How to get more out of your phone camera
Well these days every smart-phone has a built in camera. We can take some amazing photos with just our phones. Well if the conditions are right, such as lighting.
For example on the iPhone there are some pretty good basic functions that can help you achieve the scene you see in real time, in your phone camera.
So lets start with a quick shot, you open your camera app. Do you know that the iPhone has a quick access from the lock screen. With the older models you would swipe up from the bottom and some of the newer ones you swipe from right to left on the lock screen and your camera will open. When I first got my iPhone I didn’t realize that this was possible and so I missed out on numerous impulse quick shots, because I had to enter my pass code then find the camera app.
So if you have are not in a rush to take the image and have some time to compose and play with what you see and what the camera sees and records we can go into a few of the basic settings.
These will be for iPhones but Android phones will have similar options.
So lets start with the flash, the lightning symbol, if you click on it it will most likely be set for auto so it decides when there is not enough light and will go off. My preference is to turn it OFF as I want to be the one that chooses when I want it to go off.
Learning to read light whether shooting with a DSLR camera, regular digital camera or even a phone camera can dramatically improve your shots. (More on this later on)
What I mean by this is (again in the beginning this will take a bit more time to get the shot) but it can give a different final shot. Yes you can do some adjustments after the fact in the editing section but I like to get the best shot possible straight out of the camera (SOOC).
So back to the flash, for now turn it off and see how much the camera will adjust for the light without using it.
Here is a little tidbit for you, that once I learned this helped me to get better shots too.
On the iPhones once you turn on the camera, hold it up to a scene you want to shoot if you watch the screen you will notice it focus and adjust for the lighting. Now just for fun tap the screen somewhere bright in the scene. The camera will make that spot the proper exposure which most of the time will make the balance of your image darker. It can help with getting a nice silhouette of a surrounding subject. Now do the opposite tap your finger on a darker part of the scene, you will see it will adjust the light to make it have the better lighting and in turn the area that was bright to begin with will be allot brighter or as we say it can be blown out which basically means that that particular area in the image you are composing will look so bright that it is washed out looking.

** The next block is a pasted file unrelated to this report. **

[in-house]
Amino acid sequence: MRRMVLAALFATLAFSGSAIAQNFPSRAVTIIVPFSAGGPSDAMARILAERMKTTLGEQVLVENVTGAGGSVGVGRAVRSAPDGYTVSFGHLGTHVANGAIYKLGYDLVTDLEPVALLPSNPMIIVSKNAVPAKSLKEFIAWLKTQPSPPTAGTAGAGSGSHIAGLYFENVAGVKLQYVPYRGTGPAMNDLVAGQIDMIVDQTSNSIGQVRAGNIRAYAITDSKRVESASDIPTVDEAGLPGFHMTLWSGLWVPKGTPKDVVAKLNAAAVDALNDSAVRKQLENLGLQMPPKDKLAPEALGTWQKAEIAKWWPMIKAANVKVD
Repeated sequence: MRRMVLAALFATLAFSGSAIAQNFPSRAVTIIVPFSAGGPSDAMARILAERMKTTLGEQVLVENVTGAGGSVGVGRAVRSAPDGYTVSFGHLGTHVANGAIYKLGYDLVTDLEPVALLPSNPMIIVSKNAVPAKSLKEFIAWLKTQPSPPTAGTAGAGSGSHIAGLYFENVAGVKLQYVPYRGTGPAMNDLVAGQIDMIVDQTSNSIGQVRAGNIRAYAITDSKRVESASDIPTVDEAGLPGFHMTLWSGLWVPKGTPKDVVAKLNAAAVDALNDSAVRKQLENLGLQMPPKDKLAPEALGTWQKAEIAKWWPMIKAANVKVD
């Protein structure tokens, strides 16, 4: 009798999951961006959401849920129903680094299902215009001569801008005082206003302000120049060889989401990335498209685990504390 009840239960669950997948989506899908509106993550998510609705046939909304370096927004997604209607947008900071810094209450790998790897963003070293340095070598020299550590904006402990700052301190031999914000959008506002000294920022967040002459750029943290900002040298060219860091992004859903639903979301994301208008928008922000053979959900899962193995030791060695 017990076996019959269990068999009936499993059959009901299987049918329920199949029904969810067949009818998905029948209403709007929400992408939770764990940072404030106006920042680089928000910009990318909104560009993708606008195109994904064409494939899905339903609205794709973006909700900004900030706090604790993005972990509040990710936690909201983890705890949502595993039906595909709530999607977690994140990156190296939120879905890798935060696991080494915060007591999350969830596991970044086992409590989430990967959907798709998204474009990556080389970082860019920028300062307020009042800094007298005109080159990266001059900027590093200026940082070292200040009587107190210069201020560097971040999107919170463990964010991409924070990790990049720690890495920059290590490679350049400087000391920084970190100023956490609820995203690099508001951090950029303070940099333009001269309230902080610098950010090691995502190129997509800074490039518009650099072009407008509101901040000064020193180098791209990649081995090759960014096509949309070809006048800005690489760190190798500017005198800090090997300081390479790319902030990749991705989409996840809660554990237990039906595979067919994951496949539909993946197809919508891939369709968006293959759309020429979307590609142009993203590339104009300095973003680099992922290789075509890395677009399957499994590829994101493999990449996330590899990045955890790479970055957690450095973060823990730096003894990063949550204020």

So here is my little tidbit you pick a scene, this works great for sunsets because there is usually allot of contrasting light, some spots very very bright and others dark or almost silhouetted. So again touch your finger on the screen on the brighter or more colorful area of the sunset, for example, and you will see a square box are come up where the camera is taking the reading for the lighting. Just beside the square, usually yellow there is a small sun icon next to a line. Ok here comes the fun part. Now take your finger and place it on this line and slide it up or down. Yes you see right it is adjusting the light of the particular scene you are looking at, neat eh.
So you can now push the slider up or down and adjust the shot to where and what you are really seeing or to the way you want to see the final shot.
Yes this trick I use a lot when I shoot sunsets because the smartphone camera struggles to get the lighting to what I want so I use this technique to get a better image than just using the phone’s own settings.
Well go out and try this little trick next time you see a neat sunset and shoot it the way you see it or shoot it the way you want to see it. Have fun.
Check back as I will be adding more information about other iphone photography features.
So if you found this article interesting or would like to share some feature you have discovered that helps you with your iPhone or and smartphone camera please feel free to share below.
22 thoughts on “iPhone Photography”
Pretty cool! I am pretty lazy when it comes to technology. I only seem to learn what I have to or what really interests me. I take lots of photos, like everyone, and I never knew I could easily adjust things like this. I use an android but it did the same thing. I know I will be using this trick from now on. Thanks a bunch!